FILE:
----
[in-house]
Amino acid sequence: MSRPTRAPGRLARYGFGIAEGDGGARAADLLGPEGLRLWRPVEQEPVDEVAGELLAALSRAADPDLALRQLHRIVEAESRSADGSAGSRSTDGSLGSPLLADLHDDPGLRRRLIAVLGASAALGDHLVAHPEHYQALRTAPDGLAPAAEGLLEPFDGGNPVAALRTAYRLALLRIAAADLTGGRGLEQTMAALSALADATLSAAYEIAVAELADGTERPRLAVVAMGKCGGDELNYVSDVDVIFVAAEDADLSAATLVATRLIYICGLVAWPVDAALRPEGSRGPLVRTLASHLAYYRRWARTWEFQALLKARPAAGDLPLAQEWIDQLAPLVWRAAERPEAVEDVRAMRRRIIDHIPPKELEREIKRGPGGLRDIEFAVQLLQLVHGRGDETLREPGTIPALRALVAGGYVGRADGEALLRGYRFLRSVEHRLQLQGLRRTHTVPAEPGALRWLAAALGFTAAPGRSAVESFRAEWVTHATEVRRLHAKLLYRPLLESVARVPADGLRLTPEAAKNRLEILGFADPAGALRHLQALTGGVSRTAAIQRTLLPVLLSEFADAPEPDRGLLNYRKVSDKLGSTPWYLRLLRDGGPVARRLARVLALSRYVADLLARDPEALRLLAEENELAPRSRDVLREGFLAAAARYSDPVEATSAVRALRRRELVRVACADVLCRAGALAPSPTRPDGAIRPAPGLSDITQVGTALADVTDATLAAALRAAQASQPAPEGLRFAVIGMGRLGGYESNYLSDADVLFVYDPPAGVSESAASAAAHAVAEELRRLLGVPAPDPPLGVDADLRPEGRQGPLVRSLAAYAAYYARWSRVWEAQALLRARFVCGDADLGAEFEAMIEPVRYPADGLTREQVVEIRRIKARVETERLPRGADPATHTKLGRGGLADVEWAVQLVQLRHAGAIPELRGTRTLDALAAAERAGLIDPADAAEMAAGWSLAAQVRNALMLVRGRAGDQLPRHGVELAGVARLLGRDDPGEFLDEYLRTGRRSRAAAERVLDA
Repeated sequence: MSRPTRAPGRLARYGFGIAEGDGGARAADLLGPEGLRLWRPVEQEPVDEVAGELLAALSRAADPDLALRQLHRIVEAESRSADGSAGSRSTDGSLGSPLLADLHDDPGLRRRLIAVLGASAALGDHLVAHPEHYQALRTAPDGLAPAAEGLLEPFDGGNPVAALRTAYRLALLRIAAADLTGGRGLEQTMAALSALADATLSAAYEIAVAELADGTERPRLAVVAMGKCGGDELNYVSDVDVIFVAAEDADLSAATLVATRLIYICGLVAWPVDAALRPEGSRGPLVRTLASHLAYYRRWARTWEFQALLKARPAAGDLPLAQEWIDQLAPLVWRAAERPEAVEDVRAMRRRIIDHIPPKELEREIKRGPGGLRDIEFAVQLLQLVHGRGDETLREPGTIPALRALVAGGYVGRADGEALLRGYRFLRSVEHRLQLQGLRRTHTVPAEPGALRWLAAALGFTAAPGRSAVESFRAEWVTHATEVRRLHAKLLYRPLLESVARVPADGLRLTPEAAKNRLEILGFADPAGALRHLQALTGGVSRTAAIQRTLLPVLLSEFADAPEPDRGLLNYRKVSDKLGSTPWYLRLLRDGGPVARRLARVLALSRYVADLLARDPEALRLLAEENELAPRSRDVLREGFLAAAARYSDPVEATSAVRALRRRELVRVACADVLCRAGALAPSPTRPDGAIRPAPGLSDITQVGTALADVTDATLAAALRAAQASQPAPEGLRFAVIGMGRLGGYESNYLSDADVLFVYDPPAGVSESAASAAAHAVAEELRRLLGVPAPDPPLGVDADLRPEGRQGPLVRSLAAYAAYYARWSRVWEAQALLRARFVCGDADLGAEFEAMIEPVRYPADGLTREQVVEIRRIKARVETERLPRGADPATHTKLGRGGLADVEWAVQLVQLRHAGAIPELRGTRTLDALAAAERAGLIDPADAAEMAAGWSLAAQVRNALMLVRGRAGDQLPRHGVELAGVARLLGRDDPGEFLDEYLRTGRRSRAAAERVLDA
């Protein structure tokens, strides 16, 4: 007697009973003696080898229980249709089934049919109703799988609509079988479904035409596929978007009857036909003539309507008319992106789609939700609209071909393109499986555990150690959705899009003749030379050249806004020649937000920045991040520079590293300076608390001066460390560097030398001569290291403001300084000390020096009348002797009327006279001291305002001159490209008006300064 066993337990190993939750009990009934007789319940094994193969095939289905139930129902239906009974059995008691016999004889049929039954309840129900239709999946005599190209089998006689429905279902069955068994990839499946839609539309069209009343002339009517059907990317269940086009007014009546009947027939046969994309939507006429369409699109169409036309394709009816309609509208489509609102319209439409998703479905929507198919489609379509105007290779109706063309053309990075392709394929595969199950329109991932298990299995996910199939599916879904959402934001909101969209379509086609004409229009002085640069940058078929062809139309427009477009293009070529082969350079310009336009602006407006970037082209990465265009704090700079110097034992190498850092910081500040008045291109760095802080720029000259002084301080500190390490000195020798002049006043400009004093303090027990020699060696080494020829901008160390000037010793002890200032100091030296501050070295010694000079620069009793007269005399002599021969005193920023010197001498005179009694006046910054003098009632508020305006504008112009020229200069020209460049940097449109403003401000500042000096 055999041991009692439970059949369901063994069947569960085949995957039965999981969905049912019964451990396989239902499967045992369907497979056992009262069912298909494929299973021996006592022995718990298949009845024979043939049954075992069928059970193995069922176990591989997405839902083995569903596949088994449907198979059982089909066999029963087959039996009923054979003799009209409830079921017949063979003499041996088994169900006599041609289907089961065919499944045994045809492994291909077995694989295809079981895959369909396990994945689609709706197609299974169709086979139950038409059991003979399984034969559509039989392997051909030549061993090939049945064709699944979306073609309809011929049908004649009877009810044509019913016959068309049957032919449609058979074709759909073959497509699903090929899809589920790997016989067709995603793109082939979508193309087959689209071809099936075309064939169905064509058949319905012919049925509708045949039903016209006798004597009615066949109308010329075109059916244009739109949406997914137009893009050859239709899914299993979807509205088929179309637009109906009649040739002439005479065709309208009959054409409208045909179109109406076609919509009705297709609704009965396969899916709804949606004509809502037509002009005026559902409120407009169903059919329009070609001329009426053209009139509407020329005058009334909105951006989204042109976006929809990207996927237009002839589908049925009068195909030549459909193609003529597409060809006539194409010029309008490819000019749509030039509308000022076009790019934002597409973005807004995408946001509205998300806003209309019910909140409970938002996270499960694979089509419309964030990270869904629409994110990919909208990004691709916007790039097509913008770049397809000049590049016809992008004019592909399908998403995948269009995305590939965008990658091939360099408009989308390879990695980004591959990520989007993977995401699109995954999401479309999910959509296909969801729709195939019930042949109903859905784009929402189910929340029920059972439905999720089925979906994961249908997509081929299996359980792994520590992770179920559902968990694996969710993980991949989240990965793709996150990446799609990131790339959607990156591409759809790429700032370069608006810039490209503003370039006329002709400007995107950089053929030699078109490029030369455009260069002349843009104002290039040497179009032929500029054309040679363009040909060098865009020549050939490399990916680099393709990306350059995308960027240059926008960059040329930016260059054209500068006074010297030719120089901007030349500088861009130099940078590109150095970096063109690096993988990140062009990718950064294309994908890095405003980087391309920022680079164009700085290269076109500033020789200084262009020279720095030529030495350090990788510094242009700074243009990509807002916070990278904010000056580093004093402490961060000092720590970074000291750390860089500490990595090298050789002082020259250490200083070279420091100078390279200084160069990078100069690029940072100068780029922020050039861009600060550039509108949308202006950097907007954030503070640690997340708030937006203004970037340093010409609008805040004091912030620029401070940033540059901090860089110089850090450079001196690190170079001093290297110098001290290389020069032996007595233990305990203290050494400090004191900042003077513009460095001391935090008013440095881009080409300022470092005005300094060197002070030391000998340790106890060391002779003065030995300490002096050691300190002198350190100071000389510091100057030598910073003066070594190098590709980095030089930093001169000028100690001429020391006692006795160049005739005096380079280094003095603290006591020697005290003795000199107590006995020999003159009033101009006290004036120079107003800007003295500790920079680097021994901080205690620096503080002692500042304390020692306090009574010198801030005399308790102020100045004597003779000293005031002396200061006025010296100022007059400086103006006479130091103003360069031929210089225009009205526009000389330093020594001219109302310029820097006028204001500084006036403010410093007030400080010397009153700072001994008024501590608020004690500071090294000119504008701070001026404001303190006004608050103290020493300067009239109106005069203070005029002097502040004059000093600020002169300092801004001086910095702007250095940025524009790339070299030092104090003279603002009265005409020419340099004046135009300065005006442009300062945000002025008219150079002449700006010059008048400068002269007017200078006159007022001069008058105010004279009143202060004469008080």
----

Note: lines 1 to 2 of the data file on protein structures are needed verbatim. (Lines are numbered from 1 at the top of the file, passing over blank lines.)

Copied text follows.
[in-house]
Amino acid sequence: MSRPTRAPGRLARYGFGIAEGDGGARAADLLGPEGLRLWRPVEQEPVDEVAGELLAALSRAADPDLALRQLHRIVEAESRSADGSAGSRSTDGSLGSPLLADLHDDPGLRRRLIAVLGASAALGDHLVAHPEHYQALRTAPDGLAPAAEGLLEPFDGGNPVAALRTAYRLALLRIAAADLTGGRGLEQTMAALSALADATLSAAYEIAVAELADGTERPRLAVVAMGKCGGDELNYVSDVDVIFVAAEDADLSAATLVATRLIYICGLVAWPVDAALRPEGSRGPLVRTLASHLAYYRRWARTWEFQALLKARPAAGDLPLAQEWIDQLAPLVWRAAERPEAVEDVRAMRRRIIDHIPPKELEREIKRGPGGLRDIEFAVQLLQLVHGRGDETLREPGTIPALRALVAGGYVGRADGEALLRGYRFLRSVEHRLQLQGLRRTHTVPAEPGALRWLAAALGFTAAPGRSAVESFRAEWVTHATEVRRLHAKLLYRPLLESVARVPADGLRLTPEAAKNRLEILGFADPAGALRHLQALTGGVSRTAAIQRTLLPVLLSEFADAPEPDRGLLNYRKVSDKLGSTPWYLRLLRDGGPVARRLARVLALSRYVADLLARDPEALRLLAEENELAPRSRDVLREGFLAAAARYSDPVEATSAVRALRRRELVRVACADVLCRAGALAPSPTRPDGAIRPAPGLSDITQVGTALADVTDATLAAALRAAQASQPAPEGLRFAVIGMGRLGGYESNYLSDADVLFVYDPPAGVSESAASAAAHAVAEELRRLLGVPAPDPPLGVDADLRPEGRQGPLVRSLAAYAAYYARWSRVWEAQALLRARFVCGDADLGAEFEAMIEPVRYPADGLTREQVVEIRRIKARVETERLPRGADPATHTKLGRGGLADVEWAVQLVQLRHAGAIPELRGTRTLDALAAAERAGLIDPADAAEMAAGWSLAAQVRNALMLVRGRAGDQLPRHGVELAGVARLLGRDDPGEFLDEYLRTGRRSRAAAERVLDA